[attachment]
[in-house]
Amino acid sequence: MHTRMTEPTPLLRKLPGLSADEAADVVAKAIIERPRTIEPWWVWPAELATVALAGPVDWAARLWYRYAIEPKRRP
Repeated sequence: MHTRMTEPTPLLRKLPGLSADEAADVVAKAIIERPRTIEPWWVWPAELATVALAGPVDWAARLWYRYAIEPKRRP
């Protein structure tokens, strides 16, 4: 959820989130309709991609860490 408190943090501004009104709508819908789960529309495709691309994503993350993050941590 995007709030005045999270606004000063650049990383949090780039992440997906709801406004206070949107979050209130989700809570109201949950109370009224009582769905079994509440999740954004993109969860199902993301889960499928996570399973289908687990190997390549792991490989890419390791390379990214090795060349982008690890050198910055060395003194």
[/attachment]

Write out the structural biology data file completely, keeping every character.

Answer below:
[in-house]
Amino acid sequence: MHTRMTEPTPLLRKLPGLSADEAADVVAKAIIERPRTIEPWWVWPAELATVALAGPVDWAARLWYRYAIEPKRRP
Repeated sequence: MHTRMTEPTPLLRKLPGLSADEAADVVAKAIIERPRTIEPWWVWPAELATVALAGPVDWAARLWYRYAIEPKRRP
């Protein structure tokens, strides 16, 4: 959820989130309709991609860490 408190943090501004009104709508819908789960529309495709691309994503993350993050941590 995007709030005045999270606004000063650049990383949090780039992440997906709801406004206070949107979050209130989700809570109201949950109370009224009582769905079994509440999740954004993109969860199902993301889960499928996570399973289908687990190997390549792991490989890419390791390379990214090795060349982008690890050198910055060395003194």